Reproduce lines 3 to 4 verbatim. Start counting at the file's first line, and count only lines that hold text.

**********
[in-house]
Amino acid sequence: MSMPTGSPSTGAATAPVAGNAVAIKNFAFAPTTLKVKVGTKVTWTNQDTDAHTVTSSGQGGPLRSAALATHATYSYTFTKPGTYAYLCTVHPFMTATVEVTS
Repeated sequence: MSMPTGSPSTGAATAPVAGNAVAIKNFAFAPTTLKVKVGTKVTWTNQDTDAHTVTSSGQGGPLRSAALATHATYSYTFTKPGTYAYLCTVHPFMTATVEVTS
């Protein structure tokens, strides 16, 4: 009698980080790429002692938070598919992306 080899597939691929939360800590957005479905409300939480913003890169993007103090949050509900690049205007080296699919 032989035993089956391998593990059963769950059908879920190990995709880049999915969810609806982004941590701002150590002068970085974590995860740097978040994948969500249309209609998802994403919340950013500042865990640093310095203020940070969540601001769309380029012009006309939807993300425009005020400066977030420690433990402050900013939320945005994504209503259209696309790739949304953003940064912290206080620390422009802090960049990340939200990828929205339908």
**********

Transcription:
Repeated sequence: MSMPTGSPSTGAATAPVAGNAVAIKNFAFAPTTLKVKVGTKVTWTNQDTDAHTVTSSGQGGPLRSAALATHATYSYTFTKPGTYAYLCTVHPFMTATVEVTS
């Protein structure tokens, strides 16, 4: 009698980080790429002692938070598919992306 080899597939691929939360800590957005479905409300939480913003890169993007103090949050509900690049205007080296699919 032989035993089956391998593990059963769950059908879920190990995709880049999915969810609806982004941590701002150590002068970085974590995860740097978040994948969500249309209609998802994403919340950013500042865990640093310095203020940070969540601001769309380029012009006309939807993300425009005020400066977030420690433990402050900013939320945005994504209503259209696309790739949304953003940064912290206080620390422009802090960049990340939200990828929205339908």